A little exercise can help students focus and enjoy college lectures, study finds

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A college professor has found a way to help students and himself power through long lecture classes: breaks.

In a new study, an Ohio State University professor showed that five-minute exercise sessions during lectures were feasible and that students reported positive impacts on their attention and motivation, engagement with their colleagues and the enjoyment of the course. The research is published in the journal Frontiers in sport and active life.

The results may not be particularly surprising, but they suggest a solution to a long-standing problem in college classrooms, said Scott Hayes, study author and associate professor of psychology at Ohio State.

“No one can stay on task for 80 minutes straight without their mind wandering and their attention waxing and waning,” Hayes said.

“If you give students a break and get their bodies moving for just a few minutes, it can help them get their minds back in the lecture and probably be more productive. I know it helps me, too.”

Hayes said he was inspired to do this research by a similar lab-based study of how students responded to exercise breaks during a single video conference. That study found positive results, but Hayes wondered if it could work in the real world of face-to-face college lectures, over the course of a full semester.

He tried it in four of his own classes. One or two student-directed exercise sessions (five minutes each) were implemented in each lecture during upper-level psychology courses with 20 to 93 students. The classes lasted 80 minutes.

At the beginning of the course, Hayes divided the class into small groups, and each group was responsible for developing a five-minute exercise session. Hayes reviewed the exercise sessions beforehand to make sure they were feasible and safe.

“I wanted the students to design and run the sessions because I thought it would help them buy into the idea and help with their involvement and investment,” she said.

Hayes admitted that the sessions were sometimes a little awkward at the beginning of the semester. The students didn’t know exactly how to act, and they weren’t used to doing something like that during a class.

But the students soon got going and had fun with the sessions. Some of the exercises that the students included were jumps, lunges, overhead press (with a backpack) and hamstring stretches.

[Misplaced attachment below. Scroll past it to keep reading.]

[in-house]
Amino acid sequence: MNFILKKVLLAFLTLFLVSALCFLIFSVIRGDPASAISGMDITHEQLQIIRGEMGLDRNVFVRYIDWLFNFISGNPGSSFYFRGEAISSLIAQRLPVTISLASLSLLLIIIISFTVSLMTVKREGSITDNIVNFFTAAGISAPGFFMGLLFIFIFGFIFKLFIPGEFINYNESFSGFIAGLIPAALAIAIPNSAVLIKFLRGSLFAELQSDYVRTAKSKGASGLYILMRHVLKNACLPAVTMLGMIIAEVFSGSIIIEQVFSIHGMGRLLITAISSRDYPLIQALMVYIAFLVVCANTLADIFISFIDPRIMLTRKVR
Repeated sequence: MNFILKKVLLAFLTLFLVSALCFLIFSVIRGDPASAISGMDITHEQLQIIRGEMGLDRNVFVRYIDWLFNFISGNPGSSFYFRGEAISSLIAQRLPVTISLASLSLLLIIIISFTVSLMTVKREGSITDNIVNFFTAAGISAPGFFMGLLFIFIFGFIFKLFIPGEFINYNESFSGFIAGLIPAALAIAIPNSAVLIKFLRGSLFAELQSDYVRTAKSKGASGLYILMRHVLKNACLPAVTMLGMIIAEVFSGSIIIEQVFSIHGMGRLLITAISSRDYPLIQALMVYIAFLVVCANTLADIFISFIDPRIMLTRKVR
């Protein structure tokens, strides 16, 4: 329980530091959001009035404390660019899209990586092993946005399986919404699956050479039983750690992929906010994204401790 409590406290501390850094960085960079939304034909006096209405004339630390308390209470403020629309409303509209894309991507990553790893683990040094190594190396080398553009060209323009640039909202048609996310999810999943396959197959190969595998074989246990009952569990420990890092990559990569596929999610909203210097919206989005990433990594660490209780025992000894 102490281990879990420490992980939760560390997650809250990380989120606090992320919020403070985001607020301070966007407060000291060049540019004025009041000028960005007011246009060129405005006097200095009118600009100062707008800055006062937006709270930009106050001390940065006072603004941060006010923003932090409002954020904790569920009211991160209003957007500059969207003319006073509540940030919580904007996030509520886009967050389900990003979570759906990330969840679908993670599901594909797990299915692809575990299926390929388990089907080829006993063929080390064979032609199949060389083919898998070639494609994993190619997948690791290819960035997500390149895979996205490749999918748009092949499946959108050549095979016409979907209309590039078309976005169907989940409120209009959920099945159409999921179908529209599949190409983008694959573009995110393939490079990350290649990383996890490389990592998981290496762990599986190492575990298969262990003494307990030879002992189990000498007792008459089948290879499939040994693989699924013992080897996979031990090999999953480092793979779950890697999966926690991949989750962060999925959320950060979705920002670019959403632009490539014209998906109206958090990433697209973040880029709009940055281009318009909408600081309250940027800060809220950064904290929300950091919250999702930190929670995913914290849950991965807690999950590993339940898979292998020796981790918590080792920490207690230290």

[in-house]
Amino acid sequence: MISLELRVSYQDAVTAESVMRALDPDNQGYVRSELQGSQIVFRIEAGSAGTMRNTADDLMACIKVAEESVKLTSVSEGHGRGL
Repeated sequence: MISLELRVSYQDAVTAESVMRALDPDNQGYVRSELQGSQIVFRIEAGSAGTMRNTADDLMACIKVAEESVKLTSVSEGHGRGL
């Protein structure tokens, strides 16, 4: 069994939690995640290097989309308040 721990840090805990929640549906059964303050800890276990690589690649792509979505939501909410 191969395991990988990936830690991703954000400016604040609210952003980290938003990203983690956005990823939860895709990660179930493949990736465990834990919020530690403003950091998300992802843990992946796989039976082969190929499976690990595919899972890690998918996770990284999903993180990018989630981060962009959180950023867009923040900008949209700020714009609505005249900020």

Hayes said some student groups were creative in designing their sessions.

“One of the groups designed the theme of going to an orchard and picking apples. So they had their peers stand up as if they were picking apples from a tree and come forward to put them in a basket” , Hayes said.

Hayes said she knew the program was a success when students spontaneously provided anonymous feedback with end-of-semester student evaluations. One student’s comment reflected a common response: “I enjoyed the exercise breaks in class and I really felt that they motivated me to focus more.”

In one of the classes studied, Hayes surveyed students at the end of the course about the exercise sessions. All students reported that they had never taken a class that had a break during the class.

Exercise breaks were rated by students as improved attention, enjoyment, and improved peer engagement. They reported that, compared to other classes, they preferred the class with a break and would like more classes to offer these sessions.

An open question might be whether these exercise sessions improved student learning and grades. Hayes said that’s beyond the scope of this study, and it would be difficult to do that kind of research. Comparisons of different classes, at different times of the day and with a variety of teachers would make comparisons difficult to make.

But this study found that exercise breaks were feasible and that students enjoyed and found them useful, which she said may make it worthwhile for other teachers to try.

Some have already done so.

“Two colleagues in the psychology department here at Ohio State have told me that they have started exercise breaks in their courses,” Hayes said. “Maybe it’s catching on.”

More information:
Scott M. Hayes, Establishing the Feasibility of Exercise Breaks During University Lectures, Frontiers in sport and active life (2024). DOI: 10.3389/fspor.2024.1358564

Provided by The Ohio State University

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